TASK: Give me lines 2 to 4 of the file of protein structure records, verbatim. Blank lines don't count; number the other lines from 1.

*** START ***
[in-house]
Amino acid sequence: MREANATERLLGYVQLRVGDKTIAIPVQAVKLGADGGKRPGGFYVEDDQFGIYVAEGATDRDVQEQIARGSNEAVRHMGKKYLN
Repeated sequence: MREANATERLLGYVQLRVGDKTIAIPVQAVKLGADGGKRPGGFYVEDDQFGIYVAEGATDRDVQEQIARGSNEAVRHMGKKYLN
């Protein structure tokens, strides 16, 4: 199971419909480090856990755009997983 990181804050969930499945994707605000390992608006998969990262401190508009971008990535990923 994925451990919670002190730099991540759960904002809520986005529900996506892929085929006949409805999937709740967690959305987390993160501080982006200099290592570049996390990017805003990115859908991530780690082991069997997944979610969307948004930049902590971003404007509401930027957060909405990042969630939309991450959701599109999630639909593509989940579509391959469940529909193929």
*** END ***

Amino acid sequence: MREANATERLLGYVQLRVGDKTIAIPVQAVKLGADGGKRPGGFYVEDDQFGIYVAEGATDRDVQEQIARGSNEAVRHMGKKYLN
Repeated sequence: MREANATERLLGYVQLRVGDKTIAIPVQAVKLGADGGKRPGGFYVEDDQFGIYVAEGATDRDVQEQIARGSNEAVRHMGKKYLN
């Protein structure tokens, strides 16, 4: 199971419909480090856990755009997983 990181804050969930499945994707605000390992608006998969990262401190508009971008990535990923 994925451990919670002190730099991540759960904002809520986005529900996506892929085929006949409805999937709740967690959305987390993160501080982006200099290592570049996390990017805003990115859908991530780690082991069997997944979610969307948004930049902590971003404007509401930027957060909405990042969630939309991450959701599109999630639909593509989940579509391959469940529909193929």